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Does Your Family Drink Water Supplied by the City?

Water well

If you start with the driver and continue counter clockwise around the truck cab, the passengers are arranged by age. The 84-year old grandfather drives as his 53-year old daughter sits in the passenger side of the pick up. Seated directly behind her mother is the 18-year old granddaughter. Next to her and directly behind the grandfather sits the younger 15-year old granddaughter.
This traveling arrangement is great. Sometimes the 53-year old daughter drives, but when that happens her father may not narrate the ride. As a passenger he sometimes sleeps, sometimes reads a paper. When he drives, however, there is a constant travel narration of the roads and landmarks that they pass.
After years of installing shallow well construction services in the midwest, the grandfather has a fantastic memory. He can tell a story about nearly every family or every homestead where he provided water well services. On the locations where he did not install the shallow well construction projects himself, he likely knows who did. And, not surprisingly, he likely knows of at least one problem those land owners had because they went with the wrong well drilling contractors.
The granddaughters sometimes listen and sometimes sleep. When she is the passenger however, the 53-year old daughter marvels at how her father can recall all of these well installations and stories of what worked and what had to be done a second time.
As they pull into the destination, a field where the grandfather just wants to check how the electric fence is working, both girls wake from their slumber and bolt from the backseat bench. They know what is next and it is something that they simply do not get in the city back home. Clear, feels like it is freezing cold water. Straight from the pipe. Straight from the well that the grandfather helped install some 50 years ago.
Shallow Well Construction Projects Keep Farms and Homes Supplied with Fresh Water
In a time when most people in the nation live in fear of the latest water reports and bad news that they will deliver about the quality of the drinking water, families with private wells often consider themselves lucky. Tested on a weekly or monthly basis, the water these families use for work, cleaning, and drinking is trusted. The well users are responsible for checking the levels and safety standards for their own drinking water.
Privately owned household wells make up the largest share of all of the water wells in America. In fact, more than 13.249 million households that are occupied all year have their own well. And to many people who have grown up drinking well water, this is the best source of water available.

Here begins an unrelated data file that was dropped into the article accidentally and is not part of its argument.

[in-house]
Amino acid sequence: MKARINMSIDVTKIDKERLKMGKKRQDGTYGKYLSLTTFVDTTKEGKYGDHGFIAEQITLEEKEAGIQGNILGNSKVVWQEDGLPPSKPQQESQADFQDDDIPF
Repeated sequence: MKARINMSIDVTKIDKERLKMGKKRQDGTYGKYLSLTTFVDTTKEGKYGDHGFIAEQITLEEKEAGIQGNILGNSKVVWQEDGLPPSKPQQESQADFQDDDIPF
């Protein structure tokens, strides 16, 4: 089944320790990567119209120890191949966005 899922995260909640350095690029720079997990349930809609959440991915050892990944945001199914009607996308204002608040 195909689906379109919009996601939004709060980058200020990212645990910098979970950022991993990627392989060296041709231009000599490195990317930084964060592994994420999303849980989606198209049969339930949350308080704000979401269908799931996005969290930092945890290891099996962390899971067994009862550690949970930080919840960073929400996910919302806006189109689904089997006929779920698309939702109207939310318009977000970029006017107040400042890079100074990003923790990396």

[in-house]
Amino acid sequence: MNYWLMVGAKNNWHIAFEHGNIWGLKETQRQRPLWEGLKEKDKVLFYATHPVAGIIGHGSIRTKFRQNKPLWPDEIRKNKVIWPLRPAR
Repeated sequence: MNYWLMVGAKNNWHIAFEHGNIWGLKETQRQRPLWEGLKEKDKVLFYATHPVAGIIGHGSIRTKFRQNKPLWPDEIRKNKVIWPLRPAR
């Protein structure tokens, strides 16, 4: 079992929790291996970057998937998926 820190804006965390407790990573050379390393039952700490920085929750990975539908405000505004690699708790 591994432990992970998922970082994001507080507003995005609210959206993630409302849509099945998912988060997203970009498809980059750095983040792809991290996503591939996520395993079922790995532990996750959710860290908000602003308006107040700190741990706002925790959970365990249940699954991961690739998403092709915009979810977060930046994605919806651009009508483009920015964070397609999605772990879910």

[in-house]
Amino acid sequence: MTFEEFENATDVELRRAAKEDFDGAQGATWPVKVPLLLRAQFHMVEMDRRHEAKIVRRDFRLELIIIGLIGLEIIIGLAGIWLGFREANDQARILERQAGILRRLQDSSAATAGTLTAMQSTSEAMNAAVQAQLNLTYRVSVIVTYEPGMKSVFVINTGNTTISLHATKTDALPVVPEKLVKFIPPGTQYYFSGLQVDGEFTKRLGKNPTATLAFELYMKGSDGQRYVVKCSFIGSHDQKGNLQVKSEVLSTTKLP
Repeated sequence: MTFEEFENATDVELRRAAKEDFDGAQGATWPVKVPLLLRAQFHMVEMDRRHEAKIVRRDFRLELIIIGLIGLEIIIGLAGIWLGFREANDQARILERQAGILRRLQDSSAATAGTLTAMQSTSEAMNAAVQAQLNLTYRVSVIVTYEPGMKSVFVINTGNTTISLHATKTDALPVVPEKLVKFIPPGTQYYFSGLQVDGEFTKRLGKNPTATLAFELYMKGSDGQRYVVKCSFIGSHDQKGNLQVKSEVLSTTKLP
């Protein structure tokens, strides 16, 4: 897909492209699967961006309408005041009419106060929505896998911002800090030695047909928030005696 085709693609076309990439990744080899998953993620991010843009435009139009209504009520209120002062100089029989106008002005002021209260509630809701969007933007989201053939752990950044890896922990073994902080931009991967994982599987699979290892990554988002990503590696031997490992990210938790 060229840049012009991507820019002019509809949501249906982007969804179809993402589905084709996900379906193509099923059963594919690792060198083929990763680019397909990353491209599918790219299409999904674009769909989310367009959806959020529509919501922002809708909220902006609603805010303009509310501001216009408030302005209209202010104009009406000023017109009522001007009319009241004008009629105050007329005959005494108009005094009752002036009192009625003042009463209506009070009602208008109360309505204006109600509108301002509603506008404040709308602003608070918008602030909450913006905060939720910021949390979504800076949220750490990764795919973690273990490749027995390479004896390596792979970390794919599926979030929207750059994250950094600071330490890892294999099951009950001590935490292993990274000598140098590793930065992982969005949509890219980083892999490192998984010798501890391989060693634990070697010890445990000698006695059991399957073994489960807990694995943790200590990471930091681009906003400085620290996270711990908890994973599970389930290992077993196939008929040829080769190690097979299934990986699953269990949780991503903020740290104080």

Private well owners who read the headlines and watch the news stories about places like Flint, Michigan, providing unsafe and dangerous drinking water to thousands for several years is frightening. These property owners are alarmed by the possibility of letting someone else be responsible for the safety of the water that they use and drink on a daily basis. Instead, they have their own testing measures and have a resource to call if a second shallow well construction site needs to be located. Instead of trusting unknown government officials with the quality of their water, they trust themselves and the well digging experts that have been finding clean drinking water for years.
Water Drilling Services Provide Individual Property Owners with Private Water Sources
More than 40 years ago, the 1974 Safe Drinking Water Act began requiring the environmental Protection Agency (EPA) to set standards for drinking water quality for the 150,000 public water entities across the country. These safety standards have to be met for a city’s water to be labeled safe. As in the case of Flint, Michigan, and other locations, however, the EPA standards are sometimes ignored and hidden. Not so for home owners who check their own water sources. If there is a problem, the home owners are the first to know. And the well digging experts are often the first to be called to begin fixing the problem.
Currently, Americans use 79.6 billion gallons of groundwater a day. This is equivalent of nearly 3,000 12 ounce cans for every person in the country. How safe is the water you drink?

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